Two things struck me as I read the play. The first was that I never knew Shakespeare actually re-told a previous story by a writer named Arthur Brookes and secondly I realized the drastic difference in reading this story again, now aged 37.

When I read Romeo & Juliet, going through school, I was learning. I had exams to take. Romeo & Juliet was part of a stepping stone in life. This time around, things were slightly different. I saw things that I’d never seen before. I understood the relationships between people better and it was easier for me to understand the position the characters played against the backdrop of their 1500s Verona setting.

Understanding the relationships between the characters on a level I can now relate to gave me a primary standpoint. Or, at least a question anyway. Would the story have been complete had Juliet shared a closer relationship with her parents?

As was custom of the class and period, Juliet was raised by a nurse. She was 14 and had been raised by someone who tested her social boundaries as well as her employers, with her dry wit. She also would have been focused on her job security. Between this and the aristocratic carry-on of her parents, Juliet was a product of convenience, necessity and arrangement. When she woke up from her induced sleep, in her family tomb, Romeo was the only real love she knew. To stab yourself takes a real dark place and real desperation. As the only love she knew lay dead, I can only imagine the emptiness she felt, understanding that we all crave genuine Love.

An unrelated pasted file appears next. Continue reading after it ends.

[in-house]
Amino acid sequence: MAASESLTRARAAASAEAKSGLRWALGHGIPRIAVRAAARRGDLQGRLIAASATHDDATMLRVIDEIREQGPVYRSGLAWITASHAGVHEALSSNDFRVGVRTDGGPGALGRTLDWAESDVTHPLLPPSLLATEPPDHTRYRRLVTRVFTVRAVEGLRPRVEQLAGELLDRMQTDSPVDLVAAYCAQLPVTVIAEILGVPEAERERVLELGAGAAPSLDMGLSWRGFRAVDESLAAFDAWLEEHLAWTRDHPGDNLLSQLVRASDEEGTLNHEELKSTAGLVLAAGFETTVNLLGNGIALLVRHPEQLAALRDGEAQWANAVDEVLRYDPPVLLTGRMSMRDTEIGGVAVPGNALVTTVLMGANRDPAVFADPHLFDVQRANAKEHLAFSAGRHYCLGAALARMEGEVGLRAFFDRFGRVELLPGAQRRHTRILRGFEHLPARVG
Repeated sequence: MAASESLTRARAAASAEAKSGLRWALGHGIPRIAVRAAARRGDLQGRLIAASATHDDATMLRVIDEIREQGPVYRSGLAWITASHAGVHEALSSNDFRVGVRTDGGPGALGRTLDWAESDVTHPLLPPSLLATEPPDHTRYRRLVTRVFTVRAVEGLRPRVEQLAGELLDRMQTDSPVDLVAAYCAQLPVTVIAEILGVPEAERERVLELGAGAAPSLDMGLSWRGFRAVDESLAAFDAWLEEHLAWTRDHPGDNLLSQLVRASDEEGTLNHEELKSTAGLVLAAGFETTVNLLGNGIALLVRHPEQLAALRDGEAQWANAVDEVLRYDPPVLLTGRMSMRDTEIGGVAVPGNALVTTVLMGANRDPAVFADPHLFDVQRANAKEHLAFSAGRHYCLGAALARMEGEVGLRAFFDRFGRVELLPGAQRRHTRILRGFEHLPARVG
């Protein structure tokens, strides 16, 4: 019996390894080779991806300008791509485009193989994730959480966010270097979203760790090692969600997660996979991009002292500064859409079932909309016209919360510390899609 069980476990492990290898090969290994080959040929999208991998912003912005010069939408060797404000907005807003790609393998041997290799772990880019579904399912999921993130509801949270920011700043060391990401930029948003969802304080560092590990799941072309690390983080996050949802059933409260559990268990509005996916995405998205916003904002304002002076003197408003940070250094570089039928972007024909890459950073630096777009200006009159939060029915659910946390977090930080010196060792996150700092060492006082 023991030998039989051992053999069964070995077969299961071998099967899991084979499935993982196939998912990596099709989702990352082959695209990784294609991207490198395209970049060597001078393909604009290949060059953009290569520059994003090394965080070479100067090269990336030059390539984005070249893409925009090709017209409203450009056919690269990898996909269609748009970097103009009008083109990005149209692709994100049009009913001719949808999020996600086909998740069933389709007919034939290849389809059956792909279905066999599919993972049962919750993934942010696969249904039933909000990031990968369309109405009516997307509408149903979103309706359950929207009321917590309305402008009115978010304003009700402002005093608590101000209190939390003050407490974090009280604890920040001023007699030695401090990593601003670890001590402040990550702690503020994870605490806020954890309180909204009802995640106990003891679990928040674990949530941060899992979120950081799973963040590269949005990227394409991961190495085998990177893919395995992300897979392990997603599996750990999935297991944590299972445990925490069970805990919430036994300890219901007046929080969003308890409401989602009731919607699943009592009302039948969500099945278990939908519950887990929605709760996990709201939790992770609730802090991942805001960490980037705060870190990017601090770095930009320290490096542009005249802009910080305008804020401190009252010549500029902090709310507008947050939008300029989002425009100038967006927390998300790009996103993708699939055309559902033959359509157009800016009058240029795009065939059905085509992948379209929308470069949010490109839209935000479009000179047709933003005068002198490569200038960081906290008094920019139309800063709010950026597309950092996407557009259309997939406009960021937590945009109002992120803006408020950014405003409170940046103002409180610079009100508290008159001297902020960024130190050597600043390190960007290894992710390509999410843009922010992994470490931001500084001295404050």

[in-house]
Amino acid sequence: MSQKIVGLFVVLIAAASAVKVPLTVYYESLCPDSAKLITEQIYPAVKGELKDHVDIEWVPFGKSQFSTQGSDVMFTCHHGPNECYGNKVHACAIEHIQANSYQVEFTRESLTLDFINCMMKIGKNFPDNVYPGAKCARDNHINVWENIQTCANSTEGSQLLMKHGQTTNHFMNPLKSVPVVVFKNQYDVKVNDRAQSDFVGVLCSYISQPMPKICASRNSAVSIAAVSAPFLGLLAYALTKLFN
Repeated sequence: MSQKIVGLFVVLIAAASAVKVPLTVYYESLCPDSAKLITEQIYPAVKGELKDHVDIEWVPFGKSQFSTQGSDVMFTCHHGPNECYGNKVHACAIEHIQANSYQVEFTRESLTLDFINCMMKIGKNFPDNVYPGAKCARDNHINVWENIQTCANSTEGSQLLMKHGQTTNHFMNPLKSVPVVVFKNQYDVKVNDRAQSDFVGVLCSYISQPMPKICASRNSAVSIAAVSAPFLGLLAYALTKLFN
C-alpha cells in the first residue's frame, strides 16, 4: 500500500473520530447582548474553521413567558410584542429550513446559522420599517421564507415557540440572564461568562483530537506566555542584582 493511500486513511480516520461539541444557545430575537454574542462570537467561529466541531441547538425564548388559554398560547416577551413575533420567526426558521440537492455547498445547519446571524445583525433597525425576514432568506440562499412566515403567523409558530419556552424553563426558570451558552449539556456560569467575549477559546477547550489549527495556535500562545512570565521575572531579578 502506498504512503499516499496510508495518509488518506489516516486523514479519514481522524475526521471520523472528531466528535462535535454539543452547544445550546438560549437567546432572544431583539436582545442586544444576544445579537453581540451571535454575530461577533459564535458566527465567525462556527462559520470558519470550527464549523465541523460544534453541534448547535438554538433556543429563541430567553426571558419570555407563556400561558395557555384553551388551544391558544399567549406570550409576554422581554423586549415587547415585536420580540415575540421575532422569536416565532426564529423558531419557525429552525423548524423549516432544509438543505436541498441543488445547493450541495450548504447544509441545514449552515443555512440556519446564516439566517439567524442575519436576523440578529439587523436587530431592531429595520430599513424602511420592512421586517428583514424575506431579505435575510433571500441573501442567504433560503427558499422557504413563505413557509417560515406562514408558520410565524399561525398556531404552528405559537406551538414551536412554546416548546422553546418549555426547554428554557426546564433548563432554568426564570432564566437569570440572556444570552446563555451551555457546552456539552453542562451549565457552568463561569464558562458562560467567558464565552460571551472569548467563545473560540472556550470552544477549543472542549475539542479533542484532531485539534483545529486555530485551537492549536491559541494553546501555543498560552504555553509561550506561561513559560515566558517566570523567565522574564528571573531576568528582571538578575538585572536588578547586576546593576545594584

My key thought, having read Romeo & Juliet at this point in life, is on the education system.

Books, unlike TV screens, encourage thought. Reading through this play, I had to use my imagination to picture physical settings, personal attire, voice tones, physical appearance. Secondarily, I could also imagine the disparity of the audience. Where they would sit and how they would react to different scenes and characters. I pictured the masses under a cool 1500s London sky. I feel that I was able to take so much more from this book because of my life experience.

Books like Peter & Jane have their place and one must learn to read but how much knowledge is left untapped in the human mind because we force kids through school and homework from a young age, with the consequence of an incomplete life should they adhere to the set-up? I feel that kids should be allowed to be kids and enter into education later in life, when they are past that stage of kicking their legs under the table, labelled with ADD, etc.